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Waldemar Kot


Waldemar Kot,
Principal Systems Engineer at Oracle

About the speaker: Waldek is passionate about Java and middleware technologies. Waldek joined Oracle Polska as Principal Systems Engineer in 2008, following Oracle’s acquisition of BEA Systems. At Oracle his role is to advise customers in Eastern Europe about middleware technologies they use in application development and systems integration projects and solutions related to SOA, EDA and BPM. Waldek has extensive knowledge and experience with Java, J2EE/Java EE and Spring, but is also interested in technologies related to modern telecommunication, like IMS (IP Multimedia Subsystem), SIP, SIP Servlet or telecom web services. Waldek is also active participant of the ever-growing Java community in Poland and proud member of the Warszawa Java User Group.

 

Topic: Asynchronous, Concurrent and Distributed Processing in Java EE -
Examples Using Oracle Middleware Technologies: WebLogic Server,
EclipseLink/TopLink JPA i Coherence.

Language: Polish

Abstract: Ability to divide a bigger computing task into highly independent,
concurrently executing fragments, allows shortening of the response time and
better utilization of the server resporces. This is particularly true for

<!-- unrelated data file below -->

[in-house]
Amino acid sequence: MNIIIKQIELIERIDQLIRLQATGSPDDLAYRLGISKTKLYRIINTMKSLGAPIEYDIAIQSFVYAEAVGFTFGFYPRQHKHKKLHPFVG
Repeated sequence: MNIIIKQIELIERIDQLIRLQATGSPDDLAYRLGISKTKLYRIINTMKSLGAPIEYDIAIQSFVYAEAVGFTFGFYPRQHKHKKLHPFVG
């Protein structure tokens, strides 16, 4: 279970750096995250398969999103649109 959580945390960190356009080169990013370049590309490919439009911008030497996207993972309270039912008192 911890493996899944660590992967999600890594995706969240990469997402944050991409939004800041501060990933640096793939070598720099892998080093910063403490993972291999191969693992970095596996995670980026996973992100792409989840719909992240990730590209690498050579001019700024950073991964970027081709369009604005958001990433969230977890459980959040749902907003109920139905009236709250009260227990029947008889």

today’s multi-CPU and multi-core machines. It is also a common need to
initiate asynchronous processing with little to no relation to user
generated requests. Java EE specification is mostly centered around
request/response paradigm. Also, direct use of the threading mechanisms
exposed by the Java SE layer is not recommended. Contrary to (unfortunately)
common belief, it does not mean however that the server-side Java EE
applications cannot utilize asynchronous and concurrent processing. One of
the possibilities for the programmer is to use the Work Manager and Timer
APIs, both of which have been provided by the leading J2EE/Java EE
application servers for some time now. The APIs will also be part of the
next version of the Java Enterprise Edition – Java EE 6.

Processing can also be distributed, i.e. many machines can cooperate within
a grid. The grid can span both machines executing specified business logic
and machines storing data in a distributed manner (data grid). The latter
increases performance of data accesses, by means of concurrency and ability
to buffer parts of the database into the memory. At the same time, the grid
maintains high level of reliability by its various built-in clustering and
persistence mechanisms.

An interesting idea is to marry the standardization and simplicity of
application development using the Java Persistence API (JPA) with the
scalability and distributed processing power of the data grids.
During the seminar you will see some practical examples of the above
technologies to build more advanced server-side Java EE applications. During
the demonstrations we will use Oracle middleware technologies.

Proidea